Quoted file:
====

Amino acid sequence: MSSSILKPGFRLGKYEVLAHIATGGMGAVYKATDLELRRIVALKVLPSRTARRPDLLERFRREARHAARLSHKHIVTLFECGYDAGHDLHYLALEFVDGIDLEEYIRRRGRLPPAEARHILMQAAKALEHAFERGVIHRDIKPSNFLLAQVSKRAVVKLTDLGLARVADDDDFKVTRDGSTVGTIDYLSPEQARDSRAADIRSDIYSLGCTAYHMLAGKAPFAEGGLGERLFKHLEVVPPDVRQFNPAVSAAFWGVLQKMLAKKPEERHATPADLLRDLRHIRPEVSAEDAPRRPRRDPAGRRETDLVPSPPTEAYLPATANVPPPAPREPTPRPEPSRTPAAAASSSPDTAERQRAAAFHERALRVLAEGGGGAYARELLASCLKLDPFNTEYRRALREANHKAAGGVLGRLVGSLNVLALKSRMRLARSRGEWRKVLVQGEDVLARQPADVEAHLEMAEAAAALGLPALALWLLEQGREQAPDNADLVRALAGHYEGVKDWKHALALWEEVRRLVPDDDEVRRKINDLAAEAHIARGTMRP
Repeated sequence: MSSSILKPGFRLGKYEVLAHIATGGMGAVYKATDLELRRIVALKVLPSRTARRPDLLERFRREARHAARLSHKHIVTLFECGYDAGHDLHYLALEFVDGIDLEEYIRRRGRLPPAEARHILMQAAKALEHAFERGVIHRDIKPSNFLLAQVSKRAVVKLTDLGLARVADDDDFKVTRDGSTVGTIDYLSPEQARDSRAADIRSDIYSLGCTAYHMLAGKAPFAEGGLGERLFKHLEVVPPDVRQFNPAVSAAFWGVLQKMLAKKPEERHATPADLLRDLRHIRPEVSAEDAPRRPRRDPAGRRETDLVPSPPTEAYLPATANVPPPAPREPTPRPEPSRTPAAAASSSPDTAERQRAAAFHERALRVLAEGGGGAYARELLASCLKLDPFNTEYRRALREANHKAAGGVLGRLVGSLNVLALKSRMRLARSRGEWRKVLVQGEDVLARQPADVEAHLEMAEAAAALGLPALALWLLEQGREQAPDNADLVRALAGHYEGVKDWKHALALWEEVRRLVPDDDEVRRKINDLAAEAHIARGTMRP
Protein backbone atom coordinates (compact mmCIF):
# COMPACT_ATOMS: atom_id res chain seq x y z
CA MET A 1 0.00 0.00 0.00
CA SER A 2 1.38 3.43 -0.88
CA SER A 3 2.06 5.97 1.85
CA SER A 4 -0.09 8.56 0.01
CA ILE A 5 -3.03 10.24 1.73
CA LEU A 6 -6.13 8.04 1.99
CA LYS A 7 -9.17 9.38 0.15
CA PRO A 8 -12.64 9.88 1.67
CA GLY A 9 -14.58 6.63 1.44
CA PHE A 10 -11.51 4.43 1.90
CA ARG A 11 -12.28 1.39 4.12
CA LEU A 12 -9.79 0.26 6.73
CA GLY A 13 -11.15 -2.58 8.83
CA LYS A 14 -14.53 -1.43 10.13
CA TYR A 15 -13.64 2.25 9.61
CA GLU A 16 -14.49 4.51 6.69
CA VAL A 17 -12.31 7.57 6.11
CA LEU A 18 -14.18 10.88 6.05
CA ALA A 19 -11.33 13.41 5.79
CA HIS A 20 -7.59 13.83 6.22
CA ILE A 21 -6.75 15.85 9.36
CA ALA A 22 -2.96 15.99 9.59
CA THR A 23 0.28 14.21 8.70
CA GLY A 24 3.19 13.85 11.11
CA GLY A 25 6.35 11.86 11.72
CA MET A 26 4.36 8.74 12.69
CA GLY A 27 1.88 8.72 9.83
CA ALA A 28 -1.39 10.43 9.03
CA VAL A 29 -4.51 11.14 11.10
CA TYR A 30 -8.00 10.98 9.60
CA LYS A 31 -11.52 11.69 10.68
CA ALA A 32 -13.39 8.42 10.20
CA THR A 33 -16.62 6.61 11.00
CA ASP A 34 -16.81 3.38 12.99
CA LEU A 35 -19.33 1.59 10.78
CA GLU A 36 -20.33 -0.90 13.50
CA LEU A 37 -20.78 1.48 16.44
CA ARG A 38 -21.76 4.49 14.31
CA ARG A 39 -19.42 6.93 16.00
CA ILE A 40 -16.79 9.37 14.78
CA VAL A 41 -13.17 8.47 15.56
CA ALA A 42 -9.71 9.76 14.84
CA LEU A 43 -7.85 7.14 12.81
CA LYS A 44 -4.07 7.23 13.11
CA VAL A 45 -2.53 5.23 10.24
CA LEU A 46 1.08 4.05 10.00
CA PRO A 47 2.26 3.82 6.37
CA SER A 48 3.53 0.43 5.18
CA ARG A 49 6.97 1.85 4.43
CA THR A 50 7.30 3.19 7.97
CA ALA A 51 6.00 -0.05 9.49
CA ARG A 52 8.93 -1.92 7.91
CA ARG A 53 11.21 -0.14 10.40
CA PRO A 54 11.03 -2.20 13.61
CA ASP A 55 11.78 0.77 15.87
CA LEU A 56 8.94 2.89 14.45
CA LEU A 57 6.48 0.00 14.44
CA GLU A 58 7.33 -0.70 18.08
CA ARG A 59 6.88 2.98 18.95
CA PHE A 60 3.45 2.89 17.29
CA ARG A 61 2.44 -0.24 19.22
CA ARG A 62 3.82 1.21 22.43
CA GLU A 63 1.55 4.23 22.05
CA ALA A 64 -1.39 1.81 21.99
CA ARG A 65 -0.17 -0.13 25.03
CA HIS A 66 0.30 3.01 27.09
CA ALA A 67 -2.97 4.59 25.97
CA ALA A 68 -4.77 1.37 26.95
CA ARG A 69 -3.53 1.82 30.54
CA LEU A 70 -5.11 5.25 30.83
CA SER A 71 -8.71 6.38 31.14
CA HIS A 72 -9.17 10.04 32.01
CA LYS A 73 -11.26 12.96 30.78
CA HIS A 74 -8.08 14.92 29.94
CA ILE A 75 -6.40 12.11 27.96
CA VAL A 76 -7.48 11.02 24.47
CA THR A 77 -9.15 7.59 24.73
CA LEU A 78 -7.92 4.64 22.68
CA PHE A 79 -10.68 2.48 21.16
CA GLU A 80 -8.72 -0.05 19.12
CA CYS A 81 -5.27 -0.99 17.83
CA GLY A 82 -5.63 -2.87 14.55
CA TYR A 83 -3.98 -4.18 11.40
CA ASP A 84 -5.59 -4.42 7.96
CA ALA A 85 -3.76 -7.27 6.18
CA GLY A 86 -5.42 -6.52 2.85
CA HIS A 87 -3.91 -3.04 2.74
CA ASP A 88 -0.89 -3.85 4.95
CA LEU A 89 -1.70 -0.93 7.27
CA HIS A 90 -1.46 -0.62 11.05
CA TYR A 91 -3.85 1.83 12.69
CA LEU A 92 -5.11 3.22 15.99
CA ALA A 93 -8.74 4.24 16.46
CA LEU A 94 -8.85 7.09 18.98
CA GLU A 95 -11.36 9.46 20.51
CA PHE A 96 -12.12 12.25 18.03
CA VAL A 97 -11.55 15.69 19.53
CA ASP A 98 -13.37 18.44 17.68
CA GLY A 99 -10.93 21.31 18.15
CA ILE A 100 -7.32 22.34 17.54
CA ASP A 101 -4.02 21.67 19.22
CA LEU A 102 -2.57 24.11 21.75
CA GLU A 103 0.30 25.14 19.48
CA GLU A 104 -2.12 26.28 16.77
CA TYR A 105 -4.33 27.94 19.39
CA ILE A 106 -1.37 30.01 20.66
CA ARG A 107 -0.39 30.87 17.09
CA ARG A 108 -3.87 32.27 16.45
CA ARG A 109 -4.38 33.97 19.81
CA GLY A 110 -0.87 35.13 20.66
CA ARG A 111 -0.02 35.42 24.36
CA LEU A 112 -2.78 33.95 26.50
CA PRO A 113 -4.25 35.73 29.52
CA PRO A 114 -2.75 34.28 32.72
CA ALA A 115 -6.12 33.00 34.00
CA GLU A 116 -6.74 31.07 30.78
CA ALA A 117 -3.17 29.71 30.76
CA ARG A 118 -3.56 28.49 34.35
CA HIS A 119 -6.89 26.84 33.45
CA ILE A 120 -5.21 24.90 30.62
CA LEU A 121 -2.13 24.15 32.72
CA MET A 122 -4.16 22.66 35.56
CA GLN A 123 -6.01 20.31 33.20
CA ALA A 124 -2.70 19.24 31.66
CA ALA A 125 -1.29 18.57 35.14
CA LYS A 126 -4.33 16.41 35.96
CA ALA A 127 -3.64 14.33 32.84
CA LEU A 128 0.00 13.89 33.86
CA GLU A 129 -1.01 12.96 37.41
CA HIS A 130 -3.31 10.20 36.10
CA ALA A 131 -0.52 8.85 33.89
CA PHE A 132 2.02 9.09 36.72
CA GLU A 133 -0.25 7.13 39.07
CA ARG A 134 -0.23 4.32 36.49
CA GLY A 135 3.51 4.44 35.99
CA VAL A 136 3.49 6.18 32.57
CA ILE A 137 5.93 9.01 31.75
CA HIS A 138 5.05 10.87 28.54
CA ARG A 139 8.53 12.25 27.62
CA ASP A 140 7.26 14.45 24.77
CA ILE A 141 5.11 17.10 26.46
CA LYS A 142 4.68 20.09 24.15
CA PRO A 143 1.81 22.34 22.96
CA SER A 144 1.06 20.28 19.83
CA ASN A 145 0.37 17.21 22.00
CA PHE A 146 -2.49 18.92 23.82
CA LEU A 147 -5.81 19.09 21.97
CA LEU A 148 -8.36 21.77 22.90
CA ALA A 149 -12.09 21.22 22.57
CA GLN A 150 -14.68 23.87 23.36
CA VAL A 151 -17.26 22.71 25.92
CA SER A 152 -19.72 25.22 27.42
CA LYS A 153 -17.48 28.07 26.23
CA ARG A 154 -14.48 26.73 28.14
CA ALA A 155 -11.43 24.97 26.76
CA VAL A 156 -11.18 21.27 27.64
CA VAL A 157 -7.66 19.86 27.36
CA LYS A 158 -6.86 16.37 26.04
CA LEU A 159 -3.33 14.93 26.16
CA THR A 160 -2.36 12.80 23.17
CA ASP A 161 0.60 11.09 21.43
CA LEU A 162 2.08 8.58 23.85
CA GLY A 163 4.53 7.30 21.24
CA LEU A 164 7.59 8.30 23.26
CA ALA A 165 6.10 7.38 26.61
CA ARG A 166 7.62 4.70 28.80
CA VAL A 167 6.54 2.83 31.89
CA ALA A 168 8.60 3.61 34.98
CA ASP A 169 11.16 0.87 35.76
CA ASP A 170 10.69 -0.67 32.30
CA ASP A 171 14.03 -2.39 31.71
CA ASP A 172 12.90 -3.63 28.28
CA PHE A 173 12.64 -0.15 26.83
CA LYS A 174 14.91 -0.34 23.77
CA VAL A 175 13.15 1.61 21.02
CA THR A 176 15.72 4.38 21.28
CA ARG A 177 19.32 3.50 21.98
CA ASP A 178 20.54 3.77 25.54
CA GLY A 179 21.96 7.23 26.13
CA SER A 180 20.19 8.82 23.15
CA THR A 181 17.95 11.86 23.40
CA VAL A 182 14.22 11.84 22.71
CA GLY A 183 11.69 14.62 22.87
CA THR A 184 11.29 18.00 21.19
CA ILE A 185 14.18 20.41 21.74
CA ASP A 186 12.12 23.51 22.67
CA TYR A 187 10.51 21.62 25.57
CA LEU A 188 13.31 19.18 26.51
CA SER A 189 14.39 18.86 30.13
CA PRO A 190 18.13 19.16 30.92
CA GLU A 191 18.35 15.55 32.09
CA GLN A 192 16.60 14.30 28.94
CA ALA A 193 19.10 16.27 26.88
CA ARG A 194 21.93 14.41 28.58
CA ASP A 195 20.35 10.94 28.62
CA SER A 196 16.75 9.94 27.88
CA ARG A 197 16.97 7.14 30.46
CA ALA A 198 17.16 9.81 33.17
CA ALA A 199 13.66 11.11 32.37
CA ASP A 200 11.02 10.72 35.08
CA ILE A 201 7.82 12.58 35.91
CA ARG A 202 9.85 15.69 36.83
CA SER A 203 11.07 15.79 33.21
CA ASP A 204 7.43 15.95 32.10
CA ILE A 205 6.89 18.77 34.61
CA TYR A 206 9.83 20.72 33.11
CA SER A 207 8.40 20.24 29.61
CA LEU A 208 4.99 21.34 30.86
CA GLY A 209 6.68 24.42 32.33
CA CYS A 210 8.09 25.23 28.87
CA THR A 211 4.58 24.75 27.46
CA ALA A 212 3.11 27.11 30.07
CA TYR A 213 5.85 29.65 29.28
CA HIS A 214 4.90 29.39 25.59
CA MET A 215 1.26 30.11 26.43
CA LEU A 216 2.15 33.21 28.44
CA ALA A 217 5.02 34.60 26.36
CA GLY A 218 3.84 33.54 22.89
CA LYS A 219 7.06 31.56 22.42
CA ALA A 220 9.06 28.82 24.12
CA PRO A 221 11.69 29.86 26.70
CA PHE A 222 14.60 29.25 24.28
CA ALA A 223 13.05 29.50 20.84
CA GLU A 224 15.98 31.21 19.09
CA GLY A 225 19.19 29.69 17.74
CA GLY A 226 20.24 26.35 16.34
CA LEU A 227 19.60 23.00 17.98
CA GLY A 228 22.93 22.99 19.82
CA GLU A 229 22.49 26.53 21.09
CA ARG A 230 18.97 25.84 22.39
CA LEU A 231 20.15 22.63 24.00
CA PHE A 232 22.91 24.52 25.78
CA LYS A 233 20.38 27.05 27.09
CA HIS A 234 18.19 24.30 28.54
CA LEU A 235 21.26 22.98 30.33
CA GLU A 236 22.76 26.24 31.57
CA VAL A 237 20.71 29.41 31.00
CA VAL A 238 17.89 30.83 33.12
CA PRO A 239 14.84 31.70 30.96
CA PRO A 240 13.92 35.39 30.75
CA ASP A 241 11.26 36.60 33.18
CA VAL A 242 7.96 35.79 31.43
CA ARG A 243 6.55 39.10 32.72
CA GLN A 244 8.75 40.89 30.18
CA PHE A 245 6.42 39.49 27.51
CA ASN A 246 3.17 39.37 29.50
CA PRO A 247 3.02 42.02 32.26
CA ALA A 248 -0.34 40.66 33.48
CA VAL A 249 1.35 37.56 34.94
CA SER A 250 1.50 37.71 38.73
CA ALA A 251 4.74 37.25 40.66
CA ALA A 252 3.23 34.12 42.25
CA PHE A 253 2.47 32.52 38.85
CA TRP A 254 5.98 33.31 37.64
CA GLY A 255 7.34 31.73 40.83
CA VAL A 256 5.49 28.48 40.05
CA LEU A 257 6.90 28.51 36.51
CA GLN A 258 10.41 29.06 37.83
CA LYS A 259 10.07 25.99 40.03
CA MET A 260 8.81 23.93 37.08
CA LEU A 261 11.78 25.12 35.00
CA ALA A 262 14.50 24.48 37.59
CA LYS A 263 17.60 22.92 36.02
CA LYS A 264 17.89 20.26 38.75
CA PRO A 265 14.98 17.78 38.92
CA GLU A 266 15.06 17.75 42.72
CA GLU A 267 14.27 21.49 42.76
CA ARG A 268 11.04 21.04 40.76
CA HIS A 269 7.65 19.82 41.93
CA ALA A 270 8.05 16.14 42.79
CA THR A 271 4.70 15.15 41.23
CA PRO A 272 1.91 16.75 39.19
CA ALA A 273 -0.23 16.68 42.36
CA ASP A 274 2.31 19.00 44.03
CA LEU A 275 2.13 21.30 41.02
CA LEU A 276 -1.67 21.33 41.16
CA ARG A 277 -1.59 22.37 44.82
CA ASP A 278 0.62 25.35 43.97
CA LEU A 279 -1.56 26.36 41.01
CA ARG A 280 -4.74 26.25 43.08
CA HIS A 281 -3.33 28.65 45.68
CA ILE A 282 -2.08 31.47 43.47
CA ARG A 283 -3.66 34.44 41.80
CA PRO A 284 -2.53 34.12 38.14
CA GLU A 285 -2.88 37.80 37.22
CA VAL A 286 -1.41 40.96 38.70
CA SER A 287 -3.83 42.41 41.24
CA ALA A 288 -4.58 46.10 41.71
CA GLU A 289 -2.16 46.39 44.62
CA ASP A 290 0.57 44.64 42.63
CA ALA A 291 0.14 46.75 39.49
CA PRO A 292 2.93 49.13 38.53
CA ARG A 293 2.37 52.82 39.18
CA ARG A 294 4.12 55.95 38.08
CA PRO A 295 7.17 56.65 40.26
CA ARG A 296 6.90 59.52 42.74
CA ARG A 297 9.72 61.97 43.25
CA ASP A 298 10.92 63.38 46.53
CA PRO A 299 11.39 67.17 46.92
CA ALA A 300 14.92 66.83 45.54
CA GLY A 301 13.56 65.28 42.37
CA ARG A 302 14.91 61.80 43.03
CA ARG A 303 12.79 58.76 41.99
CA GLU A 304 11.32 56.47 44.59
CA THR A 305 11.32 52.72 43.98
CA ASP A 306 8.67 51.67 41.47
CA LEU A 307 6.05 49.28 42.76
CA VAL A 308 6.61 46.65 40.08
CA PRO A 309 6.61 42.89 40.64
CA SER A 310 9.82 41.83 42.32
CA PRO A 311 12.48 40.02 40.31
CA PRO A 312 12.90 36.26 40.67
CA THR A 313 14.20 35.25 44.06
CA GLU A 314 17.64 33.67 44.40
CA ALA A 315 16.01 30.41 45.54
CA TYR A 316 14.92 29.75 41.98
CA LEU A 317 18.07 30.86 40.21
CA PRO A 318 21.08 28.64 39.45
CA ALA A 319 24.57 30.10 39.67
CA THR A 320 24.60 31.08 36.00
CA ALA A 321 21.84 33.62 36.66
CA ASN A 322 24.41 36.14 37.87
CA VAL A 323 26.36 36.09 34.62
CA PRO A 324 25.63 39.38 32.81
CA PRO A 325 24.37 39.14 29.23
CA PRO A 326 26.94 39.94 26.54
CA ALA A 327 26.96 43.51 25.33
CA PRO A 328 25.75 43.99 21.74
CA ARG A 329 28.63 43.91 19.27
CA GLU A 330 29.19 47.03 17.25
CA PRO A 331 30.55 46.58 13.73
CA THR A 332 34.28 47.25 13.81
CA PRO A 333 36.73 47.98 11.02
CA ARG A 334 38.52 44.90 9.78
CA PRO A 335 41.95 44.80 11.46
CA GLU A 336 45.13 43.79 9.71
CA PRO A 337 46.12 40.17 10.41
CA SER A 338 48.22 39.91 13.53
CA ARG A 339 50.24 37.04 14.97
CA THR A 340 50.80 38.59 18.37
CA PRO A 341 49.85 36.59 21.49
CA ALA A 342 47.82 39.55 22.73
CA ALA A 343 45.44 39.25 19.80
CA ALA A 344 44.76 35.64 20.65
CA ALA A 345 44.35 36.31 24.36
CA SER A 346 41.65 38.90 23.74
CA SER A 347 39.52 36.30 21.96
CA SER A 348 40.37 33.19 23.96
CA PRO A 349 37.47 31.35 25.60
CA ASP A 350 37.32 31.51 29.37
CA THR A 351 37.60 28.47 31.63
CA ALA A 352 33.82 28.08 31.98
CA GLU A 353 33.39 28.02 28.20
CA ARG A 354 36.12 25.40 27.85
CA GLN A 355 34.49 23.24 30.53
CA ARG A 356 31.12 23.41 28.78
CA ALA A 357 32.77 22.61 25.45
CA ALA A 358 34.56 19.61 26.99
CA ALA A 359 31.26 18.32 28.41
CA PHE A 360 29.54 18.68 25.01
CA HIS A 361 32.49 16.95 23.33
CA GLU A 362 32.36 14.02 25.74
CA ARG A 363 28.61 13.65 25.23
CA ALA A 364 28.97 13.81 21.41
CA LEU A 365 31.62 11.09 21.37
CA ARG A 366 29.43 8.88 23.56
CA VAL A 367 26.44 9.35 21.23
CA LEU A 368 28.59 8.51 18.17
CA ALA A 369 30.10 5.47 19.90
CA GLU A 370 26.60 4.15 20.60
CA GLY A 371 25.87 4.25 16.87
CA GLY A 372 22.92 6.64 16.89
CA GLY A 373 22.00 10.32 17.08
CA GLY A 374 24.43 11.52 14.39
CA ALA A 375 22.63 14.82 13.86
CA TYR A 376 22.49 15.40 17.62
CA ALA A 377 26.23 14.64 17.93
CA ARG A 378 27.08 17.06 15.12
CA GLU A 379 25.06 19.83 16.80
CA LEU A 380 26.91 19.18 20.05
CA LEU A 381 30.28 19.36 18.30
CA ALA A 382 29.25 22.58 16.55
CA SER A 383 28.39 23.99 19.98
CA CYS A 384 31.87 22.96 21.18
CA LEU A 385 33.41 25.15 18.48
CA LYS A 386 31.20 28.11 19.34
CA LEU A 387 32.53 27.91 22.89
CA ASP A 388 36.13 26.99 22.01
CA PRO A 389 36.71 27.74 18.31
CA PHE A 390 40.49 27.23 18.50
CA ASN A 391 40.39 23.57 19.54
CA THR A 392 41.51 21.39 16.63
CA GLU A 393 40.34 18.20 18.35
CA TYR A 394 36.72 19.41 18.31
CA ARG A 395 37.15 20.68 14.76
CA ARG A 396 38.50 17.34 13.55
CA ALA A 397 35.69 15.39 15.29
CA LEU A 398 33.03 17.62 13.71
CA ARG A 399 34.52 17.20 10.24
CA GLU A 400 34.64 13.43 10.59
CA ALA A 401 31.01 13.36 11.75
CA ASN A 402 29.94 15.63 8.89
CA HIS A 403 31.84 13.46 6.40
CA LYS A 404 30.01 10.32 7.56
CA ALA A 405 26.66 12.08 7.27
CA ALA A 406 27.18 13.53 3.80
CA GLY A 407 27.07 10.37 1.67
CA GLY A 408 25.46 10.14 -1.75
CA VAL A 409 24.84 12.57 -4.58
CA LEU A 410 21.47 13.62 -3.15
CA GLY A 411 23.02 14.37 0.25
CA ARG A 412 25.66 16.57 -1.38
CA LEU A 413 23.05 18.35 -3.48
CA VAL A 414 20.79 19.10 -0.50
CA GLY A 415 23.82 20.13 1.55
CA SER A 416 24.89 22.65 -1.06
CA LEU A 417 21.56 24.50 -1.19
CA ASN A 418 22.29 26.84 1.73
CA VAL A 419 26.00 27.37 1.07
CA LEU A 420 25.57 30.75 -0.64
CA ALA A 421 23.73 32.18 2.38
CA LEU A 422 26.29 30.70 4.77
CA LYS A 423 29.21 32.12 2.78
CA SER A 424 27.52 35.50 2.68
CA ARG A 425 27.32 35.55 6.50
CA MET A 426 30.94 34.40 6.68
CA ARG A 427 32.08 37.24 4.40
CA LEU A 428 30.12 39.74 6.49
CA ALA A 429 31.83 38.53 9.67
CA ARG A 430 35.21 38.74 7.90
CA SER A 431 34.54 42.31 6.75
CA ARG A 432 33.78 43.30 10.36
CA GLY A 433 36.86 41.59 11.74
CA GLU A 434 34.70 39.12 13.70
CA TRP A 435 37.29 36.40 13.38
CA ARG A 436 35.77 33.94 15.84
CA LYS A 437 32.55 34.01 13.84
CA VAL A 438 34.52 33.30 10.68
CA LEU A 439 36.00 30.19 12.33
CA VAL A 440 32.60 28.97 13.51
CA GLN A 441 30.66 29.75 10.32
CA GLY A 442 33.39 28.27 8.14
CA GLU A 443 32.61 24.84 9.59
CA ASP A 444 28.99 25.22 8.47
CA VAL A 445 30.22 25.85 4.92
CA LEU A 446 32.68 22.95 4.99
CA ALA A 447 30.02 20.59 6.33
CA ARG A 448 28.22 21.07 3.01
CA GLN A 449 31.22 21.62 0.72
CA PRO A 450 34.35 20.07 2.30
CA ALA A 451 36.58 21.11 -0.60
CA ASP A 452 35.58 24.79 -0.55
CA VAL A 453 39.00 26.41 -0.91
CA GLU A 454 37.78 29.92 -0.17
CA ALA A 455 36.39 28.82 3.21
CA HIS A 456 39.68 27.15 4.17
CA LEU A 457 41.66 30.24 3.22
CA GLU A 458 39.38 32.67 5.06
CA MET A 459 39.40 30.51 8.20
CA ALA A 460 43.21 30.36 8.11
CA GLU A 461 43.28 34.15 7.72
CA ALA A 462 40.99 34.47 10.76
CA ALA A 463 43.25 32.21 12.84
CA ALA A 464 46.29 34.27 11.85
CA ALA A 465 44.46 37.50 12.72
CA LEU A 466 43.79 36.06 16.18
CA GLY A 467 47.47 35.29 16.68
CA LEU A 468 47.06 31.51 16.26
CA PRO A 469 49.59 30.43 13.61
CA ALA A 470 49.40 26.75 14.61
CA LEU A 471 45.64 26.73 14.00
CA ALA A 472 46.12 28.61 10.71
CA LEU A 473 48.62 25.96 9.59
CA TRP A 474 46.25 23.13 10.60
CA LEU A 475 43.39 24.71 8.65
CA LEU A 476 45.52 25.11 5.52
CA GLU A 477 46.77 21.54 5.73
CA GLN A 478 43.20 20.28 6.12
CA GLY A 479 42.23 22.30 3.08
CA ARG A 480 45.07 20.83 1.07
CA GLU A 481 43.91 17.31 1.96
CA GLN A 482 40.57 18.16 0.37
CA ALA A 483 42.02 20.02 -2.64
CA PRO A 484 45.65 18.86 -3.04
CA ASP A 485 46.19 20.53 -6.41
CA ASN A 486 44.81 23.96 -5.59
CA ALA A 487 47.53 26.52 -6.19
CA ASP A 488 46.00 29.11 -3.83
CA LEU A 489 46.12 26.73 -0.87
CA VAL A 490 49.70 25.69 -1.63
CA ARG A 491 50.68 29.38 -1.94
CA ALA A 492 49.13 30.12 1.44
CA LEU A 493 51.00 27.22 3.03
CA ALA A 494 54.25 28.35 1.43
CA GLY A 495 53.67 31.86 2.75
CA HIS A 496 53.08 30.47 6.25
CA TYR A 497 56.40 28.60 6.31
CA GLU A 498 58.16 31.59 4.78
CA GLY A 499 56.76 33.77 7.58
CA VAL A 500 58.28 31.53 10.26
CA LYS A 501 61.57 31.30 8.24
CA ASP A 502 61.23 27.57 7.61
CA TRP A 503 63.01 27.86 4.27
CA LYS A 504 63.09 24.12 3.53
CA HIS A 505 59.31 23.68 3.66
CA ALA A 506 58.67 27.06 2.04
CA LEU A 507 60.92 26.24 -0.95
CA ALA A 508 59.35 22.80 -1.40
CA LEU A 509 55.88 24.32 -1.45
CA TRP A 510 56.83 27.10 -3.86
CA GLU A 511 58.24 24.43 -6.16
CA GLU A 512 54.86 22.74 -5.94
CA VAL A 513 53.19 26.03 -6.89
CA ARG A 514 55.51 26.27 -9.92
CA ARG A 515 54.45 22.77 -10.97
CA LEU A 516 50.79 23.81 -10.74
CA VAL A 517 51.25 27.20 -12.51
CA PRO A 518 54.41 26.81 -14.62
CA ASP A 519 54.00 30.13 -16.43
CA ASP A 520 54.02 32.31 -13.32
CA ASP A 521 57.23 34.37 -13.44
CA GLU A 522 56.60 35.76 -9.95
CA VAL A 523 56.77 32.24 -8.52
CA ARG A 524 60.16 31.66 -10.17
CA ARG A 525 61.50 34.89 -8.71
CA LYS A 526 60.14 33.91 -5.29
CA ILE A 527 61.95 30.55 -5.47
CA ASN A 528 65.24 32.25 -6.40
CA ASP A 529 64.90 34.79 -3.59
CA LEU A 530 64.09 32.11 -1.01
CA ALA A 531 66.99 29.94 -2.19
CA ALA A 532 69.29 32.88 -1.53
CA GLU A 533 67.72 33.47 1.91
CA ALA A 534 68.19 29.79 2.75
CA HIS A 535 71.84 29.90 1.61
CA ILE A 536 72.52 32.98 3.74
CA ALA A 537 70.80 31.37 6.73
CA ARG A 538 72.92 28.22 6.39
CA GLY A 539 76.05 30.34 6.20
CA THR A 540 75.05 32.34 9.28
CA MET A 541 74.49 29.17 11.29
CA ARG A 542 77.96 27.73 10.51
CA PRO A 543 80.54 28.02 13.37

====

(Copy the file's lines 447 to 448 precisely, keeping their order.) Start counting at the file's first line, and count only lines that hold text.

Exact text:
CA GLU A 443 32.61 24.84 9.59
CA ASP A 444 28.99 25.22 8.47